I have a factory rack on my 2010 Rav4 but added a Yakima rack when I bought the vehicle so I could carry multiple boats for shuttles, as well as a full, heavy roof top box for long road trips. I just discovered my cross bars are peeling and rusting. I’m thinking of just removing the Yakima rack for now and attaching my various carriers to the factory cross bars. They have a weight limit of 100 lbs, which I will not exceed. But should I trust the factory rack? I never have before. I’m inclined to cheap out for now - unless I shouldn’t.
Cheaping out with projectiles on a rooftop, not a good idea. Replacement Yakima crossbars aren’t that expensive.
I bought a new pair of 66” round bars a year or so ago, to replace some very old (though not visibly rusty) 58” bars. Was not shocked at the price.
I haven’t trusted a rack since rain gutters
My Yakima round bars have been on my vehicle constantly for ten years no rust. I live on saltwater bay. How much do new bars cost? You can remove rust and hit spot with liquid tape.
They are $115 for a pair. Not a lot, but I’m bleeding money lately. I purchased this rack system used and it’s been on my car since November 2009. No idea how old it is. I’ve never heard of liquid tape. That might be the answer. The rust is very superficial at this point. I noticed when measuring for a new SUP rack attachment.
I built my own rack for carrying up to two full sized canoes. I trust my racks 100% what gives me pause are what the carmaker provided to hold any rail/rack to the car. There are 4 threaded 6mm places with a sheet metal projection with a threaded hole. It is all I had to work with so I used them. I figured I have additional bow and stern tie down points off two places front and rear so for me it is a case of belt and two pairs of suspenders. I then combine that with driving in favorable conditions at moderate speeds.
Often when we are loading our boats I look around at what others are doing and just about the time I’m going to tell someone something I get reminded I’m not the rack police.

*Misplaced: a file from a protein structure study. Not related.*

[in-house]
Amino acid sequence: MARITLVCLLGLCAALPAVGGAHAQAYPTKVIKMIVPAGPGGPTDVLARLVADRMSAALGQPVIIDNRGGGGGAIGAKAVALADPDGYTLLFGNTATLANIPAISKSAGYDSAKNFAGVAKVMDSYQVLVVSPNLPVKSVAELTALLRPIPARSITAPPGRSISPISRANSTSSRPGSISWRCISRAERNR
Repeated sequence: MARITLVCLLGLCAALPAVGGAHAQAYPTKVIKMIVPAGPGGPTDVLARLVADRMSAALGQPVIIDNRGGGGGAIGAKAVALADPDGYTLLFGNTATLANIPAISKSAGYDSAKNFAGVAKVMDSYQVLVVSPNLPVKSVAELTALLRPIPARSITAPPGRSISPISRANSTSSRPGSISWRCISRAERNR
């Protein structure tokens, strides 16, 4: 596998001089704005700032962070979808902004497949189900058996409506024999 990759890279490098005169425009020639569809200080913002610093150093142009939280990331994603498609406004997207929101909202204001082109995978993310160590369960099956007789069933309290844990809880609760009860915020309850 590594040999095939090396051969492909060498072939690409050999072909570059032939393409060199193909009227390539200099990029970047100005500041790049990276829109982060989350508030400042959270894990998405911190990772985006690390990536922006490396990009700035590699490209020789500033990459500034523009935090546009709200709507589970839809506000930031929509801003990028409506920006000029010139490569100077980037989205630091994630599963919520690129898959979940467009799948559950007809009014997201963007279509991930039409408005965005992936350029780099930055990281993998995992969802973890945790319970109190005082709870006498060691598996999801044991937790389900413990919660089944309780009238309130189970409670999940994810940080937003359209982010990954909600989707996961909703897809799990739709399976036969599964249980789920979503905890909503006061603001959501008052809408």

Few bucks I think you’ll be happy. Used on outboard motors trim pumps which are always subject to saltwater.
That’s probably all that secures the OEM roof rails on a lot of cars. Then add that the roof rails might be mostly plastic and it makes you question how much to trust them.
My car doesn’t have roof mounting points (or available rails), but I actually think that the clamp-type racks that clamp on the door frame are quite secure if the towers can’t slide along the rails (see issues in another thread). Just personal preference but I trust that the most.
I have an ‘09 Rav4. I use the factory racks (3’ max spacing) for my under 12’ Royalex canoe for travels on back roads without traffic up to ~40mph and less than 10 miles. In other words, no, I don’t trust them - much.
Well I have been dissuaded from that foolishness. I’ll try coating my Yakima bars. If that fails, I’ll buy new bars. I can’t free up the factory cross bars to separate them anyway. I left them on but moved them closer together/out of the way and they are evidently not going anywhere.
I carry canoes on the roof of a 15 year old Volvo station wagon. The car, bought used, was not equipped with roof rails and I did not want to use the rack feet that mount above the doors as they are not far enough apart. So I bought a set of rails from a junk yard and installed them myself. Therefore I know that the rails are attached with six 6mm machine screws on each side, 12 overall (threaded bosses are installed in all the cars, just not the rails). For loading canoes I use Thule cross bars which clamp onto the rails. I consider that rig to be pretty solid. But I still use bow lines if I am gonna drive over 40 mph or go a long distance.
Can of spray paint and some sand paper would be cheaper.
Another option is to use a product that chemically converts the rust as a primer, then paint over that.
Ooooh! That appeals to my lazy nature.
Also works great on my underground connecters for my garden lights…
Which get covered with saltwater a couple times a year…
Are the bars plastic coated now?
Just bought new Thule square bars to go on the rails of a new to me Subaru Forester, and I was surprised how expensive they were. Definitely agree with pikabike - cheaping out with projectiles on a rooftop, not a good idea.
One can often find used racks and rack parts on craigslist or facebook marketplace at less than half price of new.
But if I were you I’d try the stuff paddledog recommends since your rust is just a little surface rust so if you seal up the bars you should have a rock solid system with no problems again.
Minor rant: given the price that Yakima and Thule charge for plastic coated steel bars it would be nice if they first coated the steel inside and out to inhibit rust. Thule also leaves sharp burrs on the cut ends that can definitely draw blood. Sheesh.
My Yakima are galvanized inside.
They are. And I think they are galvanized, but for some reason there is rust.